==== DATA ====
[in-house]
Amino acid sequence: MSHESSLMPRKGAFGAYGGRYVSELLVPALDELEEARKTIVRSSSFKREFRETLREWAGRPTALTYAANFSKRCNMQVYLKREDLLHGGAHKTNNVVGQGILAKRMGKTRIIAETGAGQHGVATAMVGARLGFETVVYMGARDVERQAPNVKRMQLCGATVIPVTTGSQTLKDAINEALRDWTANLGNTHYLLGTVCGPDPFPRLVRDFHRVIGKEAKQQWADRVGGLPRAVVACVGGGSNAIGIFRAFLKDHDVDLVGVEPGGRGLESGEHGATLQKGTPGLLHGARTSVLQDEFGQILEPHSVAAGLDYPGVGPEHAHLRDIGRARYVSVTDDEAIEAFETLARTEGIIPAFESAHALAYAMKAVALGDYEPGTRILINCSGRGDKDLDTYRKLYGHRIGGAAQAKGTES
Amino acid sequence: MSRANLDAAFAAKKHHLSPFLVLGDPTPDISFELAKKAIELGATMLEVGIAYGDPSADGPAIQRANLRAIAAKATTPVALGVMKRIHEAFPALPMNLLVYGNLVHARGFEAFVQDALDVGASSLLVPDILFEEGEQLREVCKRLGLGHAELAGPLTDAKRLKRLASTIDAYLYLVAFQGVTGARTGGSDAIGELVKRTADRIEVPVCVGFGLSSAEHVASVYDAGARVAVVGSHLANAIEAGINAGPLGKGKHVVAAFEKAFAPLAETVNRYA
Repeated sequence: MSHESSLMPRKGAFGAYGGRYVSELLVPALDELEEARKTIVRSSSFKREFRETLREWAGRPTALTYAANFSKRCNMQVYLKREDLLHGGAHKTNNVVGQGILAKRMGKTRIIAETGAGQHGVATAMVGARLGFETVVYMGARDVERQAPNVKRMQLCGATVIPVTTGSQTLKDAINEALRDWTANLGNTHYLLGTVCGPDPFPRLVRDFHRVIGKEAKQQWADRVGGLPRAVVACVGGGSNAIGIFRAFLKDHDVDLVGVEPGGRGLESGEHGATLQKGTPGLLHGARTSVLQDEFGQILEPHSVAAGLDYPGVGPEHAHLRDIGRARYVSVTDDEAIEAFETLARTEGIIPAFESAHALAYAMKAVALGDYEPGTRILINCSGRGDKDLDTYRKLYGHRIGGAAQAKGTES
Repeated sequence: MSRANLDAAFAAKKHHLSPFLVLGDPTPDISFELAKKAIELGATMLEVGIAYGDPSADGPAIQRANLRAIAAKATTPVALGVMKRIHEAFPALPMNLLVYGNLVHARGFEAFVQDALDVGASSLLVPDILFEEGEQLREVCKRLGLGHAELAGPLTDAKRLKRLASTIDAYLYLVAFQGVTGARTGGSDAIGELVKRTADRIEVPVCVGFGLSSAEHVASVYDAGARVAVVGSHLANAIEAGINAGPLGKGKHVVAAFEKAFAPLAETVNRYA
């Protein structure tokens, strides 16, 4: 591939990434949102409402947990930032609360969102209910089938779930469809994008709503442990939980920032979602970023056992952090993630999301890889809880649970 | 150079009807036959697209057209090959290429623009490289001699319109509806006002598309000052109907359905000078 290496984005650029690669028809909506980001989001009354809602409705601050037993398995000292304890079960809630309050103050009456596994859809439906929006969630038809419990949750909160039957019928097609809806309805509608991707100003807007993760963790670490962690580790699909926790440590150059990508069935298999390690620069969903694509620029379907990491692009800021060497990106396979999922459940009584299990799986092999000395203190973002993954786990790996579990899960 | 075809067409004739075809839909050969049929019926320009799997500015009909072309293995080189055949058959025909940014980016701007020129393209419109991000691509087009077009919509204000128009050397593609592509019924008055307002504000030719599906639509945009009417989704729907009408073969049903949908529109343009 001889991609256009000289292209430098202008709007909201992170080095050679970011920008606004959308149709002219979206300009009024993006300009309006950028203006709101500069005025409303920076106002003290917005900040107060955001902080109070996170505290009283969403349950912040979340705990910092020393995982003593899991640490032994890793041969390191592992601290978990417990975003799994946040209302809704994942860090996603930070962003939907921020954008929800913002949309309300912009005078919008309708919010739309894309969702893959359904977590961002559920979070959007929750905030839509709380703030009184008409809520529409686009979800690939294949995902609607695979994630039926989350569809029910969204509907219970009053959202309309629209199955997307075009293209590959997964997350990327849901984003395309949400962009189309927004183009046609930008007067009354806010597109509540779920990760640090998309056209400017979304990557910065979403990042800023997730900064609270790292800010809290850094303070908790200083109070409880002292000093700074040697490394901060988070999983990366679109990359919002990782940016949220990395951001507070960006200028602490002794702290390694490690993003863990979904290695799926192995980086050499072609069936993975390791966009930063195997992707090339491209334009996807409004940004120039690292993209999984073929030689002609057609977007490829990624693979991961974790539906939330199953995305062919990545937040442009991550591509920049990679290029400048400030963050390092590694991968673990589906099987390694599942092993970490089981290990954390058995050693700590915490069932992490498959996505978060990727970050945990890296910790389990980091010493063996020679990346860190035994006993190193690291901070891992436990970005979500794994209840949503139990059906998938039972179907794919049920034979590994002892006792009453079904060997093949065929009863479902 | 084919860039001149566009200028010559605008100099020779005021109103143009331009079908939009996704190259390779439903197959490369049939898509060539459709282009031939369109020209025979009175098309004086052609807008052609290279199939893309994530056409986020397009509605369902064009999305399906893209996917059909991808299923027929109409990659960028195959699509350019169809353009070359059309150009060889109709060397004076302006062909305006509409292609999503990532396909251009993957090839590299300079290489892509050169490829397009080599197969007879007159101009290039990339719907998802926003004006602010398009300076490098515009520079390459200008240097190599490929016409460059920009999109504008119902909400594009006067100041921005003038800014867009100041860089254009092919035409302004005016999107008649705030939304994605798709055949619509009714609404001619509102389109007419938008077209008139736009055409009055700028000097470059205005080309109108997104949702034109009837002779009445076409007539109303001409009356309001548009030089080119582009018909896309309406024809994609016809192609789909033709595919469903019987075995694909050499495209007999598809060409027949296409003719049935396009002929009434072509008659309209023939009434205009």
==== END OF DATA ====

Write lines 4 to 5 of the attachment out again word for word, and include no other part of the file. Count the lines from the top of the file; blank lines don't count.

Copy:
Repeated sequence: MSHESSLMPRKGAFGAYGGRYVSELLVPALDELEEARKTIVRSSSFKREFRETLREWAGRPTALTYAANFSKRCNMQVYLKREDLLHGGAHKTNNVVGQGILAKRMGKTRIIAETGAGQHGVATAMVGARLGFETVVYMGARDVERQAPNVKRMQLCGATVIPVTTGSQTLKDAINEALRDWTANLGNTHYLLGTVCGPDPFPRLVRDFHRVIGKEAKQQWADRVGGLPRAVVACVGGGSNAIGIFRAFLKDHDVDLVGVEPGGRGLESGEHGATLQKGTPGLLHGARTSVLQDEFGQILEPHSVAAGLDYPGVGPEHAHLRDIGRARYVSVTDDEAIEAFETLARTEGIIPAFESAHALAYAMKAVALGDYEPGTRILINCSGRGDKDLDTYRKLYGHRIGGAAQAKGTES
Repeated sequence: MSRANLDAAFAAKKHHLSPFLVLGDPTPDISFELAKKAIELGATMLEVGIAYGDPSADGPAIQRANLRAIAAKATTPVALGVMKRIHEAFPALPMNLLVYGNLVHARGFEAFVQDALDVGASSLLVPDILFEEGEQLREVCKRLGLGHAELAGPLTDAKRLKRLASTIDAYLYLVAFQGVTGARTGGSDAIGELVKRTADRIEVPVCVGFGLSSAEHVASVYDAGARVAVVGSHLANAIEAGINAGPLGKGKHVVAAFEKAFAPLAETVNRYA